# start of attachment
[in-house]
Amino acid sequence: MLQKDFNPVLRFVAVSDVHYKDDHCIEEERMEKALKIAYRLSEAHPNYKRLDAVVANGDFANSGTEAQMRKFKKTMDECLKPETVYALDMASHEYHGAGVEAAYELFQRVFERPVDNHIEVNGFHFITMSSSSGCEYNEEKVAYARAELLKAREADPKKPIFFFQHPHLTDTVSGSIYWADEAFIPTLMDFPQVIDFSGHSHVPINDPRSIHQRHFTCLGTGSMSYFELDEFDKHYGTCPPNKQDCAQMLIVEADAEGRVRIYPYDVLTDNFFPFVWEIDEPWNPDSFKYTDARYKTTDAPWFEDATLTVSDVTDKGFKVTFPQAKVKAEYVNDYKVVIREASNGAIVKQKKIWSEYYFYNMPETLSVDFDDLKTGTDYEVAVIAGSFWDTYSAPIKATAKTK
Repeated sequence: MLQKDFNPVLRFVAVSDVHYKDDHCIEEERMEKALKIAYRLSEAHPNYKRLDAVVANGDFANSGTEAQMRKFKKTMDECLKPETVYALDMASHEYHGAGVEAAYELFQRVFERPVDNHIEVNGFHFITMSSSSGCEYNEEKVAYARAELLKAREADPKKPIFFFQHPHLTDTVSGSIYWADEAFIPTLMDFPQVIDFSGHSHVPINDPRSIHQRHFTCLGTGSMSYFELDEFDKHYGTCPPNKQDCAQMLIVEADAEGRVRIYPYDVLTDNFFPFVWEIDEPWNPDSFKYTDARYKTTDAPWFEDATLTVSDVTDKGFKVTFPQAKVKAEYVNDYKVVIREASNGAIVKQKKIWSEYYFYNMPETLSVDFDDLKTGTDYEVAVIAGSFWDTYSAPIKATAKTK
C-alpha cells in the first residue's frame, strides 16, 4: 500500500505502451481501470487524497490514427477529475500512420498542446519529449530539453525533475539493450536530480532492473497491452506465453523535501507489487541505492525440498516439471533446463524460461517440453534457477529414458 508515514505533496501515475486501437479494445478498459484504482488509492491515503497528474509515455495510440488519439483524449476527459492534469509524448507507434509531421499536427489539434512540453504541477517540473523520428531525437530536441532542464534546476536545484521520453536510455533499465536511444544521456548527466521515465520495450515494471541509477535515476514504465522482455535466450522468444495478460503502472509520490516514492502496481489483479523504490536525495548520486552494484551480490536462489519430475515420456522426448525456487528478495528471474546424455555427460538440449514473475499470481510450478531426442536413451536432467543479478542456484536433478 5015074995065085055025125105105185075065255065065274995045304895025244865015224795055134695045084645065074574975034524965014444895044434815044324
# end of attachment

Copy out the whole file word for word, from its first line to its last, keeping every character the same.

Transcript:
[in-house]
Amino acid sequence: MLQKDFNPVLRFVAVSDVHYKDDHCIEEERMEKALKIAYRLSEAHPNYKRLDAVVANGDFANSGTEAQMRKFKKTMDECLKPETVYALDMASHEYHGAGVEAAYELFQRVFERPVDNHIEVNGFHFITMSSSSGCEYNEEKVAYARAELLKAREADPKKPIFFFQHPHLTDTVSGSIYWADEAFIPTLMDFPQVIDFSGHSHVPINDPRSIHQRHFTCLGTGSMSYFELDEFDKHYGTCPPNKQDCAQMLIVEADAEGRVRIYPYDVLTDNFFPFVWEIDEPWNPDSFKYTDARYKTTDAPWFEDATLTVSDVTDKGFKVTFPQAKVKAEYVNDYKVVIREASNGAIVKQKKIWSEYYFYNMPETLSVDFDDLKTGTDYEVAVIAGSFWDTYSAPIKATAKTK
Repeated sequence: MLQKDFNPVLRFVAVSDVHYKDDHCIEEERMEKALKIAYRLSEAHPNYKRLDAVVANGDFANSGTEAQMRKFKKTMDECLKPETVYALDMASHEYHGAGVEAAYELFQRVFERPVDNHIEVNGFHFITMSSSSGCEYNEEKVAYARAELLKAREADPKKPIFFFQHPHLTDTVSGSIYWADEAFIPTLMDFPQVIDFSGHSHVPINDPRSIHQRHFTCLGTGSMSYFELDEFDKHYGTCPPNKQDCAQMLIVEADAEGRVRIYPYDVLTDNFFPFVWEIDEPWNPDSFKYTDARYKTTDAPWFEDATLTVSDVTDKGFKVTFPQAKVKAEYVNDYKVVIREASNGAIVKQKKIWSEYYFYNMPETLSVDFDDLKTGTDYEVAVIAGSFWDTYSAPIKATAKTK
C-alpha cells in the first residue's frame, strides 16, 4: 500500500505502451481501470487524497490514427477529475500512420498542446519529449530539453525533475539493450536530480532492473497491452506465453523535501507489487541505492525440498516439471533446463524460461517440453534457477529414458 508515514505533496501515475486501437479494445478498459484504482488509492491515503497528474509515455495510440488519439483524449476527459492534469509524448507507434509531421499536427489539434512540453504541477517540473523520428531525437530536441532542464534546476536545484521520453536510455533499465536511444544521456548527466521515465520495450515494471541509477535515476514504465522482455535466450522468444495478460503502472509520490516514492502496481489483479523504490536525495548520486552494484551480490536462489519430475515420456522426448525456487528478495528471474546424455555427460538440449514473475499470481510450478531426442536413451536432467543479478542456484536433478 5015074995065085055025125105105185075065255065065274995045304895025244865015224795055134695045084645065074574975034524965014444895044434815044324